Anti-dive on the front suspension is increased slightly to 28% from 24% at stock ride height, and anti-squat on the rear is reduced to 41% from 53% at stock ride height.
The lower offset wheels (+35 vs the stock +48) increase the front scrub radius from approximately zero to 0.36". This is less than you might expect given that the wheel offset changed by 0.51", but lowering the car does help reduce this somewhat.
Due to the linear toe curve the Rev1 rear suspension doesn't respond too badly to lowering in this respect. Lowering somewhat reduces the amount of toe change, particularly in bump. However, note that the "stock" curve here is significantly flatter than it was in the graph above. This is because adding camber actually makes the rear bump steer worse due to the long toe arm on the rear knuckle. As the camber tilts the knuckle in, the toe arm drops, changing the angle of the tie rod. The effect of lowering roughly cancels out the effect of the added camber.
The Rev2+ also sees increased toe change as a result of the additional camber. However; unlike the Rev1, lowering the later suspension shifts it to a different portion of its nonlinear toe curve, and significantly changes the resulting behavior. As you can see, the Rev2+ now behaves much more like the Rev1, with toe in on bump and toe out on droop (although the amount of toe in on bump is even more extreme than it is on the Rev1). Essentially, most of the benefits the later suspension had in being easier to drive pretty much go away when you lower the car.
In the front, lowering has a moderate effect on the toe curve, but nothing too dramatic. The added camber also slightly reduces the amount of toe change, as you can see in the difference between the stock curve here and what is shown above for purely stock geometry.
Lowering also makes the previously "not great" camber curves even worse. As you can see, we now lose a little more than 1° of camber per degree of roll in the front, and about 1° per degree in the rear.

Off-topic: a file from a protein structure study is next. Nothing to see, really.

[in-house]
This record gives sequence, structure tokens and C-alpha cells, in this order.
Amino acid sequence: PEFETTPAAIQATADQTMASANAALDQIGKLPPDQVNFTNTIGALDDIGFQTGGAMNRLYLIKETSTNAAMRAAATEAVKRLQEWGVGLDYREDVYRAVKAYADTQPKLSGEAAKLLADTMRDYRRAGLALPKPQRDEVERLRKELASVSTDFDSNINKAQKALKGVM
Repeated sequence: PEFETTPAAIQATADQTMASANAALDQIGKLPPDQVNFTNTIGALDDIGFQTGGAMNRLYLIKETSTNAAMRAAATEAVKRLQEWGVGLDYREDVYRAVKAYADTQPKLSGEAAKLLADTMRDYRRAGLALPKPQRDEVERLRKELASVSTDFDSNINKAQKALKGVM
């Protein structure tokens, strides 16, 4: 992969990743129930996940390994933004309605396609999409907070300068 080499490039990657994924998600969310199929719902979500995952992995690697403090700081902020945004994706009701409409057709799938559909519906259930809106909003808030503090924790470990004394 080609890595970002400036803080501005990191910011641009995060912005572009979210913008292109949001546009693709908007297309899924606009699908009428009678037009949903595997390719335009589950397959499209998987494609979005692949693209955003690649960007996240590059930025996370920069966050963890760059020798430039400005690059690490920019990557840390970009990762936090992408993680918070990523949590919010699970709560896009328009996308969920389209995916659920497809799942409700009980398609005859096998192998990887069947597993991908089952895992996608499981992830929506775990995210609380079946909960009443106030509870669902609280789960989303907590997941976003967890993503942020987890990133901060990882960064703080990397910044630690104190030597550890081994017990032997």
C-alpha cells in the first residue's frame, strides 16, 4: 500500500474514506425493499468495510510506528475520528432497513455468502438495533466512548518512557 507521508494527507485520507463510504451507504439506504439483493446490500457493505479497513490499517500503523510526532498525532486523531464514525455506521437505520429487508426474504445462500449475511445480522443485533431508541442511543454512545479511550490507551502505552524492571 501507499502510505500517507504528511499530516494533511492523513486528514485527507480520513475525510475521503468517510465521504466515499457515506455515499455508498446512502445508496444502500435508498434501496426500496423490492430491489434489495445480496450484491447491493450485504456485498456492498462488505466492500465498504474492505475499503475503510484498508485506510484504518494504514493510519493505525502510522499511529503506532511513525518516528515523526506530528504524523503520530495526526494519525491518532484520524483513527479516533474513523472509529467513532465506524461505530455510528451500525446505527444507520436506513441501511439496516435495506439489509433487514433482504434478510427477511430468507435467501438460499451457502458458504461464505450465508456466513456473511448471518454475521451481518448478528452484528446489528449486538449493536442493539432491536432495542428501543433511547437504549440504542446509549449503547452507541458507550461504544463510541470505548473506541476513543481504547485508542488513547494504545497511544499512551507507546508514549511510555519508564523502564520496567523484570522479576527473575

OK, lowering the car messed up the roll centers, messed up the camber curves, and (at least on the Rev2+) messed up the rear toe curve. The solution is to put the suspension geometry back to stock without changing the ride height, which we do by spacing the ball joints and outer tie rod ends down. Applying my Suspension Geometry Kit raises the front roll center to 2.5" and the rear roll center to 2.9". Front anti-dive drops back to 23% and rear anti-squat is back up to 53%. Front scrub radius is increased to 0.76" due to the ball joint being spaced down.
The Geometry Kit is designed so that there are two ways to install the rear tie rod brackets. Installing it vertical drops the tie rod pivot by 1.25" to match the 1.25" roll center adjuster. Rotating it inward shortens the tie rod by about 1/2" and raises the tie rod pivot point by about 1/4". Both positions also move the pivot point rearward about 1" compared to stock. The effects on the toe curve of these two positions are shown below. The rearward movement of the pivot reduces the toe change some, and the bracket rotation reduces it even further (more so on the Rev1 than on the Rev2+, although it has an effect there as well).
In my experience, the effect of rotating the bracket on the Rev1 rear suspension was a profound improvement on the handling of the car. Not only was it much easier to drive and much easier to catch if it started to slide, but I was also able to reduce static rear toe from about 1/4" total toe in to 1/8" total toe in. This caused my rear tires to last roughly twice as long even under autocross conditions.
In the front, the kit has slightly less tie rod correction than it does roll center correction, in order to reduce front bump steer. The resulting toe curve is shown below.
With the geometry kit the front camber curve is restored to slightly better than stock, and the rear camber curve to almost as good as stock. Keep in mind, we lowered the car 1.5" and then applied front RCAs that are 1.75" thick and rear RCAs that are only 1.25", hence why the rear curve is still not quite as good as stock.
RCAs Without Tie Rod Correction
What happens if you try to correct the roll centers without adjusting the tie rods to match? Let's take a look at the toe curves that result from installing 0.75" RCAs and leaving the rest of the geometry stock.
On the Rev1 rear suspension, the toe curve is basically reversed from stock, with toe out on bump and toe in on rebound. On one hand this should provide great stability under braking . . . On the other hand it will make the car twitchy under throttle and will create a roll oversteer condition where the rear wheels tend to steer to the outside of the corner. I would expect this to make the car very prone to oversteer and unable to put down power on corner exit.